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Why you shouldn’t keep your full skill set a secret

Why you shouldn't keep your full skill set a secret

Somewhere between being a self-promoting, big headed, arrogant know it all, and being invisible, there’s a sweet spot for putting your best foot forward and your hand up.

I can’t tell you exactly where that line is, and it may well vary from day to day, depending on who you’re communicating with. What I do know, is most people are spectacularly bad at it, in either direction. Sometimes both.

Promotion and promotions.

For example, I was chatting to a good and incredibly talented friend of mine recently who has a very senior role with the company she works with. She was lamenting the fact the CEO had told her she would never rise to the MD role because she didn’t have the necessary skills.

As you can imagine, she was a bit disappointed and even quite indignant. But after quizzing her a little, it became clear she’d done a pretty terrible job of letting the CEO know exactly what she was capable of. Which definitely included smashing the MD role out of the park. In fact, out of the neighbourhood.

It’s not them, it’s you.

He knew she could do her current job but that’s all he knew. She assumed it was his job to know more about her, and it took a little pull-no-punches reality check from me, (my speciality!), to remind her there was literally no way he could know what every single person in that company can do beyond their existing role. And possibly not even that.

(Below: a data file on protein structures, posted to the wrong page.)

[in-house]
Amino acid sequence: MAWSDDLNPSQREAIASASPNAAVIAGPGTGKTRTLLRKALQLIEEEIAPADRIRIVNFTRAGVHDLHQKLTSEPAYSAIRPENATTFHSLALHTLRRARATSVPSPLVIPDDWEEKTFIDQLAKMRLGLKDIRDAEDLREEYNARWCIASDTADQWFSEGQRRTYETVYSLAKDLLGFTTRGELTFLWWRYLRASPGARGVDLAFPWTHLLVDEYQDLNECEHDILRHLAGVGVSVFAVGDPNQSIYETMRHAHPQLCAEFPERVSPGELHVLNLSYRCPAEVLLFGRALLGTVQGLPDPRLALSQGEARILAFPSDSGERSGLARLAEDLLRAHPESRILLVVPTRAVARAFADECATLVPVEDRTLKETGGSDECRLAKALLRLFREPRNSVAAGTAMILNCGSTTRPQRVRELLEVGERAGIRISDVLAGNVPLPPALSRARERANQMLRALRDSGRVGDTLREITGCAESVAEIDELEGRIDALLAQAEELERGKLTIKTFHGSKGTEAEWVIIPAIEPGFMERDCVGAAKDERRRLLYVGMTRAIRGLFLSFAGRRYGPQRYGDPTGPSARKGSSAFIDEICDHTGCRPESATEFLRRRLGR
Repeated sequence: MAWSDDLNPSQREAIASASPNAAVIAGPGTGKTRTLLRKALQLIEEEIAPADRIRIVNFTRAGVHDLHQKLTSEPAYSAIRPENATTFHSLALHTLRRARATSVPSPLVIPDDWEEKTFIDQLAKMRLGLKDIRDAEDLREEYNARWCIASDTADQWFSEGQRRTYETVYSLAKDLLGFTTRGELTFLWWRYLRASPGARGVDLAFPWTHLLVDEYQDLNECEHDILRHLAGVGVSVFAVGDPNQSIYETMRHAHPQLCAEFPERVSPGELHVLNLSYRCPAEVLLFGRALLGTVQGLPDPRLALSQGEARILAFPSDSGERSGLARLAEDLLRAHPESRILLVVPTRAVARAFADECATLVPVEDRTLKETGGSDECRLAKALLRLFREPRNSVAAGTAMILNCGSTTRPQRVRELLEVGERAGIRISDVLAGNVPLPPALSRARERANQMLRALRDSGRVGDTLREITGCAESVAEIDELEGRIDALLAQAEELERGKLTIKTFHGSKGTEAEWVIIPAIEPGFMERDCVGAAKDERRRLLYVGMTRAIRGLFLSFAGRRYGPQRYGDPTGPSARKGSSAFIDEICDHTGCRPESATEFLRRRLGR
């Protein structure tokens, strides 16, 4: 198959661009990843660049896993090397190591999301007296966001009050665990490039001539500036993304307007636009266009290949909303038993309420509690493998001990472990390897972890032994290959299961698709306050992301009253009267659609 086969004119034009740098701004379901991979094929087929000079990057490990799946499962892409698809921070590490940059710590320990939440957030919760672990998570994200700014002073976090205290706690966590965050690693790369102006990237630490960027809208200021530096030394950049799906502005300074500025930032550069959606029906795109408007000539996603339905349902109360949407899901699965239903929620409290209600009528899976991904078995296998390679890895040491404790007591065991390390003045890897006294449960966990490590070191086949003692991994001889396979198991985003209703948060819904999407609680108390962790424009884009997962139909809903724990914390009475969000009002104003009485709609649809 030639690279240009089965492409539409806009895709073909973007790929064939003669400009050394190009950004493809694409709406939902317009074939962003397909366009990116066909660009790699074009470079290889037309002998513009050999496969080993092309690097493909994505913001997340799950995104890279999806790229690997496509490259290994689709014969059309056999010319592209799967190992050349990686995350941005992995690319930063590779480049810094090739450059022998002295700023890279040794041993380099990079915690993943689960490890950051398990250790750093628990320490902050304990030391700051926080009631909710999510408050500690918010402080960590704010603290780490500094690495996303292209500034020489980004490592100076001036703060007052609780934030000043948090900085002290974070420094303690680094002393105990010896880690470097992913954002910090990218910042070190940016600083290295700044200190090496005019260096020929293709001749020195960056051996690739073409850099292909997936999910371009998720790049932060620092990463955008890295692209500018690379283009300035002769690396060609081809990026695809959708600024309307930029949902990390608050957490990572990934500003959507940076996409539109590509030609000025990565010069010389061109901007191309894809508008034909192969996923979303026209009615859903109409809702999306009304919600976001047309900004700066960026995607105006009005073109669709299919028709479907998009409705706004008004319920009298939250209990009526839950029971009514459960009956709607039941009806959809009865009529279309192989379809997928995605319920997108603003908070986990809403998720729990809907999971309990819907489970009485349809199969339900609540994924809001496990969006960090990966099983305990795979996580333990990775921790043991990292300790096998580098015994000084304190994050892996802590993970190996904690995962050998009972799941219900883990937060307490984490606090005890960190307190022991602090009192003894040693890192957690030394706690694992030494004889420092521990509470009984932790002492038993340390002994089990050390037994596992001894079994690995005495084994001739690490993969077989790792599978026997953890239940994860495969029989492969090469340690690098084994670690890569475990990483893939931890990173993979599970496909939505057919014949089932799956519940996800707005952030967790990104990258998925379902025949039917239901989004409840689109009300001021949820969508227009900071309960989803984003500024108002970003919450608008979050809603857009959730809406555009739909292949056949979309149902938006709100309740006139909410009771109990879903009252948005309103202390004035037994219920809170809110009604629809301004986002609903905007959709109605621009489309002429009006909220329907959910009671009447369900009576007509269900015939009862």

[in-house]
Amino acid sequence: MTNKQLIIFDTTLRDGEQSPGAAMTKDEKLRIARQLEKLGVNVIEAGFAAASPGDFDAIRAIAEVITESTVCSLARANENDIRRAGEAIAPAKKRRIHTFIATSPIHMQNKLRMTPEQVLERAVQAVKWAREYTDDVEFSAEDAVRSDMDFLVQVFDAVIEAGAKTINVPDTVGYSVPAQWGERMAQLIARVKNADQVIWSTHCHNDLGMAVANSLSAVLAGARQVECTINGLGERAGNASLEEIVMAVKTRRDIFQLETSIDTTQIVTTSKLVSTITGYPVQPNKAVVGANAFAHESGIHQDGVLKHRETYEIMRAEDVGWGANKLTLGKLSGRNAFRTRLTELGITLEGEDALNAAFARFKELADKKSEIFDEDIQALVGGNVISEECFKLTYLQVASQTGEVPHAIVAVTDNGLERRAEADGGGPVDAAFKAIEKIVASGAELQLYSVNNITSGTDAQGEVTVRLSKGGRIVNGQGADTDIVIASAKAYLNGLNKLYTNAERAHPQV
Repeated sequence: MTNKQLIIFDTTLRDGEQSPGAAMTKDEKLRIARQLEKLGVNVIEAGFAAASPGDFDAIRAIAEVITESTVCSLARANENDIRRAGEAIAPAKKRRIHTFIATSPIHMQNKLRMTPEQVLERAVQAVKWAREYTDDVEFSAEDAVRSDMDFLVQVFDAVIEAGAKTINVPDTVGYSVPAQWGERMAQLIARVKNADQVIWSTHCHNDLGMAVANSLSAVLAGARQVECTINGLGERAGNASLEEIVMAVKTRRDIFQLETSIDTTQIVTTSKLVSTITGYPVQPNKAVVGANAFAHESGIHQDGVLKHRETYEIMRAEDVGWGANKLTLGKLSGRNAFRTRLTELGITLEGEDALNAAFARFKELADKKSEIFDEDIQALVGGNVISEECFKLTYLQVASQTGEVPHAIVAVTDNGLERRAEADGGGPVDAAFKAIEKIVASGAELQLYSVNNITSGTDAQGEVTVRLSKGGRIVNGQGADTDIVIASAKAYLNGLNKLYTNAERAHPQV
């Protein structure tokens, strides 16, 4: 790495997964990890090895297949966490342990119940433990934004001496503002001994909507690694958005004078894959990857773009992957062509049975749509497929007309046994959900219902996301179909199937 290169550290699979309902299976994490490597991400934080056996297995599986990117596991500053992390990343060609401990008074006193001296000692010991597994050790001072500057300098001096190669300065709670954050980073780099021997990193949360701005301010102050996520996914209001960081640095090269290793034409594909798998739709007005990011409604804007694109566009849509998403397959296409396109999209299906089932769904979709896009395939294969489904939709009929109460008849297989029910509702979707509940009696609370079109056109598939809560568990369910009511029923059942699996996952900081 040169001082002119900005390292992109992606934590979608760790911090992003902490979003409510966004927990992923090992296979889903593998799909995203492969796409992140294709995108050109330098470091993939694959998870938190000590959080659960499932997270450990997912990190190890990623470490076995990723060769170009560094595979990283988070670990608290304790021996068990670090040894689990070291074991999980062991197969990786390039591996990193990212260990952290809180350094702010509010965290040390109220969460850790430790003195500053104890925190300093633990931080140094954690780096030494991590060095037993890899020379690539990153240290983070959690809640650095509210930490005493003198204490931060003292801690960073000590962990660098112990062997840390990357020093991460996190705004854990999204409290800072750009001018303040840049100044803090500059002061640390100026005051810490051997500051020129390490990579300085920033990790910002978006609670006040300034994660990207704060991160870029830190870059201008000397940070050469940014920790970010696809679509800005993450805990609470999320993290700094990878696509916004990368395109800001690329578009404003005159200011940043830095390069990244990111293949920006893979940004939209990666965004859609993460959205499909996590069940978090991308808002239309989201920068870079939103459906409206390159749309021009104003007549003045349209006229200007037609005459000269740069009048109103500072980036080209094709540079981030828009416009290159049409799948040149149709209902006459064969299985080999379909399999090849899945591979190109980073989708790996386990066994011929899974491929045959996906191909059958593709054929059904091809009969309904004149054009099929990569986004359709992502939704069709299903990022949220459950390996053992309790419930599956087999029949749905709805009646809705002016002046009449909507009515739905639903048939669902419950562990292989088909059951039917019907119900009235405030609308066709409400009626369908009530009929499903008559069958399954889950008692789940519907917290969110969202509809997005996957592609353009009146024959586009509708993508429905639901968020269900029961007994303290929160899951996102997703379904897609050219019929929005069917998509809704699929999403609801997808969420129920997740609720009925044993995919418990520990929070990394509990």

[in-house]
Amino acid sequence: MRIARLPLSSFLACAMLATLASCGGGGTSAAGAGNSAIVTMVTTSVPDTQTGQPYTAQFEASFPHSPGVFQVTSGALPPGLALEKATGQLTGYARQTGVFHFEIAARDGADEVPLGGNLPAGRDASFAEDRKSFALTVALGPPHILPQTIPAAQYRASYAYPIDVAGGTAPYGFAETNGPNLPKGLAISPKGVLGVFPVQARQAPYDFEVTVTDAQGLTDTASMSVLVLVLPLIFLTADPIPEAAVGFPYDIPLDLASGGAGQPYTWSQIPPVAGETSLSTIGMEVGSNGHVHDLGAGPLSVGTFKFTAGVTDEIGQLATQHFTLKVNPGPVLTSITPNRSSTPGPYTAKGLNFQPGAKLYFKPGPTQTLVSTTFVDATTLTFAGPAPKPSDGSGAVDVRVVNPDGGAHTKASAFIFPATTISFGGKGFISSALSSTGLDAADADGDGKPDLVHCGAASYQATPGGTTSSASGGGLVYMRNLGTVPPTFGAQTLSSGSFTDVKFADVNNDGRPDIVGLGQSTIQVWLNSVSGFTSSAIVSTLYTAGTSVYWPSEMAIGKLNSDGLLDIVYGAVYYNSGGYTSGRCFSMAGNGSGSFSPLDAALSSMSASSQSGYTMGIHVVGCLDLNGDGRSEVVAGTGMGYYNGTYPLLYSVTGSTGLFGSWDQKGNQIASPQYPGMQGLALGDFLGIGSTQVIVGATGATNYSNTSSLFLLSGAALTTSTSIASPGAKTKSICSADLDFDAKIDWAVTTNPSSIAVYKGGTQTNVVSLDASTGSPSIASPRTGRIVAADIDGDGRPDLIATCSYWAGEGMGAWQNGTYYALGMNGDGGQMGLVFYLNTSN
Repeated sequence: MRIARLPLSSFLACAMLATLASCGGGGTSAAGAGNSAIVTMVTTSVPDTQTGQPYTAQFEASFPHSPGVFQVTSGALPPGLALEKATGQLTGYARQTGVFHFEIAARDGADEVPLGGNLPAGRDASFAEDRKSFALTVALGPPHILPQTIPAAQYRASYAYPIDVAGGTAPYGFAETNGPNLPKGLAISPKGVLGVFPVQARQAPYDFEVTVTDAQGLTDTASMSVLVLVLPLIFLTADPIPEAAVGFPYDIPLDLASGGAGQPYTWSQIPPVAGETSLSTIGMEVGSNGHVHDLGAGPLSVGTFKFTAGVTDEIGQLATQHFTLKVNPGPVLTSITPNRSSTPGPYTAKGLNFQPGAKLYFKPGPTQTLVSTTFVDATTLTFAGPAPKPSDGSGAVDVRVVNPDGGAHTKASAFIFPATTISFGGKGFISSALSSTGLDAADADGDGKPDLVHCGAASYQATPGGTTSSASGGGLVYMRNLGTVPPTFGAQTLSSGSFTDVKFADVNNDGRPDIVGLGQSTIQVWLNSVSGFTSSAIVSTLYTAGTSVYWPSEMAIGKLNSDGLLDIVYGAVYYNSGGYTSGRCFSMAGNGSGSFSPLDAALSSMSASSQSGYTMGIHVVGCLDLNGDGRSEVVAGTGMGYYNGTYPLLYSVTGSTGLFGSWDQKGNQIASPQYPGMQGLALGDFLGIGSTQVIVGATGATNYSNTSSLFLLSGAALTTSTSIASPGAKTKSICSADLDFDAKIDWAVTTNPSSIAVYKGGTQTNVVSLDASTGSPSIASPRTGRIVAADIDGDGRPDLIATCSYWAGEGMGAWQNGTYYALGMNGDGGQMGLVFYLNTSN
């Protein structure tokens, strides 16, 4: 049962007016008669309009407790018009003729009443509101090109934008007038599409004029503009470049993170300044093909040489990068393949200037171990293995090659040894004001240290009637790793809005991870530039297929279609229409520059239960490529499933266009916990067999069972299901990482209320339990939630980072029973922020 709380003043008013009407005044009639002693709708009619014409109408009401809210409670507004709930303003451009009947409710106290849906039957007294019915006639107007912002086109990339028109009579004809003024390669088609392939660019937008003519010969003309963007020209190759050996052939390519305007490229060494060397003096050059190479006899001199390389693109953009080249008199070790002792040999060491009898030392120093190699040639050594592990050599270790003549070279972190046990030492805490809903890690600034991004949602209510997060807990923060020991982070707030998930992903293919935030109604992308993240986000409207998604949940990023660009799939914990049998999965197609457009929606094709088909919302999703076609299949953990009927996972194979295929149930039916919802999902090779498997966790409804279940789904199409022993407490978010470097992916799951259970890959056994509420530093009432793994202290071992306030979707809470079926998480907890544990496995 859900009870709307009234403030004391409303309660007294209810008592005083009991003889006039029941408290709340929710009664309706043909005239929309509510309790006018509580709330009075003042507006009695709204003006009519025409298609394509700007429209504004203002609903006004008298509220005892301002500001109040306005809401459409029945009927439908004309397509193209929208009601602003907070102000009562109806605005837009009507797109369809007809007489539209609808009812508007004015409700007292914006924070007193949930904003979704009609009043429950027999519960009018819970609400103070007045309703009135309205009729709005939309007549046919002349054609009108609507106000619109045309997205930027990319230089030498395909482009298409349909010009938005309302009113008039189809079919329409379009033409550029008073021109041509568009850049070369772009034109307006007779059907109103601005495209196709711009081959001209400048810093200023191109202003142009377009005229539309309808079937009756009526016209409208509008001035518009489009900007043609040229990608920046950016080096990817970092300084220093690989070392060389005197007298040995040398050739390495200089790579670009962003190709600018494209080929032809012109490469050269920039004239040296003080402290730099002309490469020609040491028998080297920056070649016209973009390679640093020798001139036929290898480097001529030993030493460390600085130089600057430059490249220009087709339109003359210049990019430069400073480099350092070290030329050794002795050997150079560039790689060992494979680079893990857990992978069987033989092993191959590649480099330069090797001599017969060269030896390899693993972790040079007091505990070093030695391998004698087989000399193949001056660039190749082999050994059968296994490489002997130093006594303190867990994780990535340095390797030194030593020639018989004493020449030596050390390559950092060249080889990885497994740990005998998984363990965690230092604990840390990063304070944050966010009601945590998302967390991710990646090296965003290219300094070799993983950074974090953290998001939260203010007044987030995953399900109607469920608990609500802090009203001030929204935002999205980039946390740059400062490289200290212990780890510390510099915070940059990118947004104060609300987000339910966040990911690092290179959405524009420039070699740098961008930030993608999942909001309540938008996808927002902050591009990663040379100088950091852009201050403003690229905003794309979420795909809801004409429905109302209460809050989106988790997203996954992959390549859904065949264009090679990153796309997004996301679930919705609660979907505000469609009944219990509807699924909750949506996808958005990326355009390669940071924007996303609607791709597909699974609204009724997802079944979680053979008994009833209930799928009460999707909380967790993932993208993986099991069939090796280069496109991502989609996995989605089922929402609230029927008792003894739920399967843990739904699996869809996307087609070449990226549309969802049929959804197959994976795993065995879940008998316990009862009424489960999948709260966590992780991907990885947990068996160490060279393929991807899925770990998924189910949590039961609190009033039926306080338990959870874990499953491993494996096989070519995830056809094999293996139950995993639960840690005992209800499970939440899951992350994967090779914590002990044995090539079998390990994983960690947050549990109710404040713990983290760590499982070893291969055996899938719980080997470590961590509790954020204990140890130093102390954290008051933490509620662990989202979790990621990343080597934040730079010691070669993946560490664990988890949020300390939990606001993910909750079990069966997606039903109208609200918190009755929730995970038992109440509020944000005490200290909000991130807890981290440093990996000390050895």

It wasn’t his job to interrogate her and put the effort into finding out more about her. It was up to her to find a way to demonstrate those things herself. To prove to him that she was in fact qualified for the role she was interested in. And make it clear she’d be bloody good at it as well.

Sure, she could sit back and have a cry about what he should or shouldn’t have done in that ideal Utopian world we all wish we lived in. Or she could get to work on a bit of self-promotion.

If your current job doesn’t require you to demonstrate your full skill set, find another way.

The reality is, some jobs and roles simply don’t allow you to fully strut your stuff. So it’s up to you to get creative. To find ways, invent projects, even side projects, that can prove it.

Talk is cheap, so putting a few cliches in your resume doesn’t really count. People want to see real world experience so start a blog, paint a picture, create a side hustle, volunteer somewhere… find a way. No matter what. Which will actually demonstrate two things — your full skill set and your ingenuity & resourcefulness. Boom!

I have no idea if she’ll end up in the MD role at her current business. But one thing’s for sure: she won’t die wondering and my guess is in her next role she’ll do a much better job of finding ways to demonstrate her full skill set, beyond what her job requires.

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